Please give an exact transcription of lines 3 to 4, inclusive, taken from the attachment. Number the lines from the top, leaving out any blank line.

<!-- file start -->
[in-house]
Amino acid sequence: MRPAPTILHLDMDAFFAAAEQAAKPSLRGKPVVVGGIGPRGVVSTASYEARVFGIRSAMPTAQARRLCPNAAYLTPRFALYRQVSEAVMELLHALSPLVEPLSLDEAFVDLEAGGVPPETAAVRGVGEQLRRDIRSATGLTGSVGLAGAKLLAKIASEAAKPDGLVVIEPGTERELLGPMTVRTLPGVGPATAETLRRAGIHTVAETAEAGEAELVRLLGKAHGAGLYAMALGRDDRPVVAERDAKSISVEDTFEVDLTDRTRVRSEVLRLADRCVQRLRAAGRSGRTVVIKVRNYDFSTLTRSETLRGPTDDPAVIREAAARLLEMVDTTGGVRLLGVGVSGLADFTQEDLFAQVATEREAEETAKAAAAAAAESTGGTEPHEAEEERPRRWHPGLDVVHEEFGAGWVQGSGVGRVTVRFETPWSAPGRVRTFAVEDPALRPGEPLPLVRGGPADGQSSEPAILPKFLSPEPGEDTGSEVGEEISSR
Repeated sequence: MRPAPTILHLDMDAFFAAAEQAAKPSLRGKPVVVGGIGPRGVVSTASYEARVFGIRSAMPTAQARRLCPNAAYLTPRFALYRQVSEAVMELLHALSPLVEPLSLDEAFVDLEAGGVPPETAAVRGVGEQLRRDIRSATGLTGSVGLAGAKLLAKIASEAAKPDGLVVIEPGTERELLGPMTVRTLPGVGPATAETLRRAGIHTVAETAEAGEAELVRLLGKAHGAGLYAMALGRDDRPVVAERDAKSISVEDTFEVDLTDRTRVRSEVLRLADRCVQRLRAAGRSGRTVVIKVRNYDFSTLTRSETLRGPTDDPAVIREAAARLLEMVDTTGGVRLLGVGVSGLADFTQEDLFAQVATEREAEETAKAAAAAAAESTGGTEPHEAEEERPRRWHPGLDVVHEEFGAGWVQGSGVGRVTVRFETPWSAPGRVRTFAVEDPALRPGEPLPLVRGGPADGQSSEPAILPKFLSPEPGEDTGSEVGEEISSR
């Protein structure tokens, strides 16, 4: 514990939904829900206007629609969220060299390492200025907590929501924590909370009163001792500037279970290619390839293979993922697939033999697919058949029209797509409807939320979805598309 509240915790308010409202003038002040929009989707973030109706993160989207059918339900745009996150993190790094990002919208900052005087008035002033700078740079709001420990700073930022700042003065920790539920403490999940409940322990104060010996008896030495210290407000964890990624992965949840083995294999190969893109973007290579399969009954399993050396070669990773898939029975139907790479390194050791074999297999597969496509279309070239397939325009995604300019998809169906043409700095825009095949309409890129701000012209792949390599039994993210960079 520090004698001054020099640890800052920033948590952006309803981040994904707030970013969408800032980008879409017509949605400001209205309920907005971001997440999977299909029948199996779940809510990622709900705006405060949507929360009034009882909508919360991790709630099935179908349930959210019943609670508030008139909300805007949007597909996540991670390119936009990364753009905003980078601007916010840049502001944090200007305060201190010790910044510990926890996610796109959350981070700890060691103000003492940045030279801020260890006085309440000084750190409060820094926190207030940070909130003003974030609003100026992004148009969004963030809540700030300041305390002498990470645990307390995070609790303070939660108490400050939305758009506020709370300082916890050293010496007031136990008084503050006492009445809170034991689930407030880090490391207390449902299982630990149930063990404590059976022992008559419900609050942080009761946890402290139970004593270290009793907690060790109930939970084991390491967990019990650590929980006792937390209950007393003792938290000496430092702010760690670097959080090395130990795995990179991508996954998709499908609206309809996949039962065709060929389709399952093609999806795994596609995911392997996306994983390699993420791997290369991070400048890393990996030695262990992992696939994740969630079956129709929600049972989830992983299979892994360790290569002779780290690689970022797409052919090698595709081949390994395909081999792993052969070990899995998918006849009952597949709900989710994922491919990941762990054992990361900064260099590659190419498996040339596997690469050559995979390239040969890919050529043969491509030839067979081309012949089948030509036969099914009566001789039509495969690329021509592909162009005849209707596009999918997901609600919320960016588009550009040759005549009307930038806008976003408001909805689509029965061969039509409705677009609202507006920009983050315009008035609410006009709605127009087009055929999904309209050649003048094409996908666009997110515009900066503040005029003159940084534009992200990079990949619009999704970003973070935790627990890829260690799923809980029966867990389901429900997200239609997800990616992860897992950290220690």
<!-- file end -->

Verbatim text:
Repeated sequence: MRPAPTILHLDMDAFFAAAEQAAKPSLRGKPVVVGGIGPRGVVSTASYEARVFGIRSAMPTAQARRLCPNAAYLTPRFALYRQVSEAVMELLHALSPLVEPLSLDEAFVDLEAGGVPPETAAVRGVGEQLRRDIRSATGLTGSVGLAGAKLLAKIASEAAKPDGLVVIEPGTERELLGPMTVRTLPGVGPATAETLRRAGIHTVAETAEAGEAELVRLLGKAHGAGLYAMALGRDDRPVVAERDAKSISVEDTFEVDLTDRTRVRSEVLRLADRCVQRLRAAGRSGRTVVIKVRNYDFSTLTRSETLRGPTDDPAVIREAAARLLEMVDTTGGVRLLGVGVSGLADFTQEDLFAQVATEREAEETAKAAAAAAAESTGGTEPHEAEEERPRRWHPGLDVVHEEFGAGWVQGSGVGRVTVRFETPWSAPGRVRTFAVEDPALRPGEPLPLVRGGPADGQSSEPAILPKFLSPEPGEDTGSEVGEEISSR
């Protein structure tokens, strides 16, 4: 514990939904829900206007629609969220060299390492200025907590929501924590909370009163001792500037279970290619390839293979993922697939033999697919058949029209797509409807939320979805598309 509240915790308010409202003038002040929009989707973030109706993160989207059918339900745009996150993190790094990002919208900052005087008035002033700078740079709001420990700073930022700042003065920790539920403490999940409940322990104060010996008896030495210290407000964890990624992965949840083995294999190969893109973007290579399969009954399993050396070669990773898939029975139907790479390194050791074999297999597969496509279309070239397939325009995604300019998809169906043409700095825009095949309409890129701000012209792949390599039994993210960079 520090004698001054020099640890800052920033948590952006309803981040994904707030970013969408800032980008879409017509949605400001209205309920907005971001997440999977299909029948199996779940809510990622709900705006405060949507929360009034009882909508919360991790709630099935179908349930959210019943609670508030008139909300805007949007597909996540991670390119936009990364753009905003980078601007916010840049502001944090200007305060201190010790910044510990926890996610796109959350981070700890060691103000003492940045030279801020260890006085309440000084750190409060820094926190207030940070909130003003974030609003100026992004148009969004963030809540700030300041305390002498990470645990307390995070609790303070939660108490400050939305758009506020709370300082916890050293010496007031136990008084503050006492009445809170034991689930407030880090490391207390449902299982630990149930063990404590059976022992008559419900609050942080009761946890402290139970004593270290009793907690060790109930939970084991390491967990019990650590929980006792937390209950007393003792938290000496430092702010760690670097959080090395130990795995990179991508996954998709499908609206309809996949039962065709060929389709399952093609999806795994596609995911392997996306994983390699993420791997290369991070400048890393990996030695262990992992696939994740969630079956129709929600049972989830992983299979892994360790290569002779780290690689970022797409052919090698595709081949390994395909081999792993052969070990899995998918006849009952597949709900989710994922491919990941762990054992990361900064260099590659190419498996040339596997690469050559995979390239040969890919050529043969491509030839067979081309012949089948030509036969099914009566001789039509495969690329021509592909162009005849209707596009999918997901609600919320960016588009550009040759005549009307930038806008976003408001909805689509029965061969039509409705677009609202507006920009983050315009008035609410006009709605127009087009055929999904309209050649003048094409996908666009997110515009900066503040005029003159940084534009992200990079990949619009999704970003973070935790627990890829260690799923809980029966867990389901429900997200239609997800990616992860897992950290220690």